On this page, polarization incoherence and methods to simulate it are discussed.
Solvers
FDTD
VarFDTD
See also
 Incoherent unpolarized dipole
 Understanding coherence in FDTD simulations
 Understanding temporal incoherence in FDTD
Problems with direct simulation
In a similar manner to temporal phase incoherence, the polarization of a beam or the orientation of a dipole source depends on time. In the case of a polarized beam we have
\begin{equation}
\vec{E}(t)=\vec{u}(t) E_{0} \cos (\omega t)
\end{equation}
where the unit vector u(t) defines the beam polarization and varies on a time scale τc >> T.
In the case of a dipole source, we have
\begin{equation}
\vec{p}(t)=\vec{u}(t) p_{0} \cos (\omega t)
\end{equation}
where the unit vector u(t) defines the dipole source polarization and varies on a time scale τc >> T.
In both cases, the time scale for the variation of the polarization is much larger than the optical cycle, making it unpractical to simulate the statistics of temporal polarization incoherence with FDTD.
Recommended simulation method
FDTD simulations have well defined polarization. For a beam, unpolarized results are obtained by adding the results of 2 orthogonal polarization simulations incoherently using the equation
\begin{equation}
\left\langleE^{2}\right\rangle=\frac{1}{2}\left\vec{E}_{s}\right^{2}+\frac{1}{2}\left\vec{E}_{p}\right^{2}
\end{equation}
The derivation of this equation can be found on the Unpolarized beam page.
In the case of a dipole, the results of the three orthogonal polarizations can be added incoherently using the equation
\begin{equation}
\left\langleE^{2}\right\rangle=\frac{1}{3}\vec{E} p x^{2}+\frac{1}{3}\vec{E} p y^{2}+\frac{1}{3}\vec{E} p z^{2}
\end{equation}
Polarization incoherence examples
To simulate an unpolarized beam or plane wave source, we need to perform 2 simulations with orthogonally polarized beams. The fields from each simulation can then be added incoherently.
Solvers
FDTD
VarFDTD
Associated files
usr_unpolarized_beam.lsf (1.4 KB)
usr_unpolarized_beam.fsp (16.9 KB)
See also
Introduction
To simulate an unpolarized beam or plane wave source, two simulations with orthogonal polarizations will be required. Results for an unpolarized source can then be calculated by incoherently summing results from the two polarized simulations according to the formula below. See the Derivation section at the bottom of this page for details.
$$\left\langleE^{2}\right\rangle=\frac{1}{2}\left\vec{E}_{s}\right^{2}+\frac{1}{2}\left\vec{E}_{p}\right^{2}$$
In practice, this means that we simulate a beam with a “polarization angle” of 0 and then a beam with a “polarization angle of 90”, as shown below. The quantity /( \left\langleE^{2}\right\rangle /) refers to the time averaged electric field intensity of an unpolarized beam source.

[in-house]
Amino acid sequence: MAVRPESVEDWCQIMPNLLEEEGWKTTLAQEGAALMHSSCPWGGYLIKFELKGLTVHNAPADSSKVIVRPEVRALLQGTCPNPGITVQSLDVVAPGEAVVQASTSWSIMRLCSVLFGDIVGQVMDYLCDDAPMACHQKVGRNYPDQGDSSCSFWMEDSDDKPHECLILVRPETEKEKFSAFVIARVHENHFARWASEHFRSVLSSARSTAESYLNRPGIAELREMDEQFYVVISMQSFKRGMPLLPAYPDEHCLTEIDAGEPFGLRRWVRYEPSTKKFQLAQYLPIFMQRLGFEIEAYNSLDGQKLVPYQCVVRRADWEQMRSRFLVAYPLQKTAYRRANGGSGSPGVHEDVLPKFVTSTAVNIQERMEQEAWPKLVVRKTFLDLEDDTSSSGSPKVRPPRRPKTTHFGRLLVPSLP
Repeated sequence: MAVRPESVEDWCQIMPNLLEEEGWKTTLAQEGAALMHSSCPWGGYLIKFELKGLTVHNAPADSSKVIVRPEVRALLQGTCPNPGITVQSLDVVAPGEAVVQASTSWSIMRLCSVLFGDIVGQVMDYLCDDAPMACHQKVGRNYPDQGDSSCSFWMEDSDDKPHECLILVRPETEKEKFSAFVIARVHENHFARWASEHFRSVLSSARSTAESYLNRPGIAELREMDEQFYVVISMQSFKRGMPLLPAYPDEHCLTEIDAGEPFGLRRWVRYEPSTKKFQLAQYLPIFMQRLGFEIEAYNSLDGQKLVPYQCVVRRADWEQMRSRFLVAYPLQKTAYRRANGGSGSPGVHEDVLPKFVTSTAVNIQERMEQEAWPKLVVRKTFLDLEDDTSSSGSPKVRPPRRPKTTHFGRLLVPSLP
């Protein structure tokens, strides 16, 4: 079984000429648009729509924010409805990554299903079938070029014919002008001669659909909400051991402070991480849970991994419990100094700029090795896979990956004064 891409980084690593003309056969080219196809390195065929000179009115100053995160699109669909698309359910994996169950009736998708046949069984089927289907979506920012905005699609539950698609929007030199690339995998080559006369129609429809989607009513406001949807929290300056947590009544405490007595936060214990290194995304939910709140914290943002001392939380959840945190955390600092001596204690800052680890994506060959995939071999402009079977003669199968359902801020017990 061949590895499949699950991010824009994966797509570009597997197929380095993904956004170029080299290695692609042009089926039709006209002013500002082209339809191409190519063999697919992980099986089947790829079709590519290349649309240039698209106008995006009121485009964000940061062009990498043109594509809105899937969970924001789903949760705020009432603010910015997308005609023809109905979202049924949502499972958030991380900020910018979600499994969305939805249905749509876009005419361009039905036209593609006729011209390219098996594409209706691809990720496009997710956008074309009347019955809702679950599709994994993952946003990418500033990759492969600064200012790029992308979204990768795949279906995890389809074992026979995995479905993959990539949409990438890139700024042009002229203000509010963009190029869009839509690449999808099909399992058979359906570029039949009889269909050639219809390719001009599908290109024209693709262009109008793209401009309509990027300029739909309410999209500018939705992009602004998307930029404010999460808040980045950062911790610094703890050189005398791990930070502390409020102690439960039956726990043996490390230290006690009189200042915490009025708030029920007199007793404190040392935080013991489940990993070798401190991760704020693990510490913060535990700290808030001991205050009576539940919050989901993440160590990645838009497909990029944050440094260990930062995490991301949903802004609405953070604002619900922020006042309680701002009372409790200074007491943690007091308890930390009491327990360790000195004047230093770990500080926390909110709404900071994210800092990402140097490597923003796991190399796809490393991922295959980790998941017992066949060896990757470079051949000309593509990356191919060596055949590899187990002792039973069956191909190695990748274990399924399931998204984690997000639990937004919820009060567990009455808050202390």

$$ \left\langleE^{2}\right\rangle=\frac{1}{2}\vec{E}_ 0^{2}+\frac{1}{2}\vec{E} _{90}^{2} $$
Example
The files usr_unpolarized_beam.fsp and usr_unpolarized_beam.lsf can be used to reproduce the following results.
Screenshot of the simulation
A focused beam propagating at an angle of 60 degrees. The beam is incident upon a surface with an index of 2.
 The angle of incidence is very close to Brewster’s angle for this structure. Therefore, we expect quite different behavior for the two polarizations.

P polarized light will have higher transmission (low reflection)

S polarized light will have lower transmission (high reflection)

Field profile from a P polarized beam
Notice that the transmitted fields have an amplitude of about 0.3 (highlighted with a green circle). 
Field profile from a S polarized beam
Notice that the transmitted fields have an amplitude of about 0.2 (highlighted with a green circle). 
Field profile from an unpolarized beam
The field profile is simply the average of the P and S polarized beams (highlighted with a green circle). 
Fraction of power transmitted into the substrate
As expected, the P polarized beam has a higher transmission. Once again, the unpolarized transmission is simply the average of the transmissions from the P and S simulations.Transmission (P polarization): 98%
Transmission (S polarization): 72%
Transmission (unpolarized): 85%
Derivation
To calculate the response of a system to an unpolarized beam, we need to average over all possible input polarizations:
Due to the linearity of Maxwell’s equations, we can represent the electric field of an arbitrarily polarized incoming beam as a sum of two orthogonal polarizations:
Therefore, the integral can be computed as follows:
The following identities are required to simplify the above integral: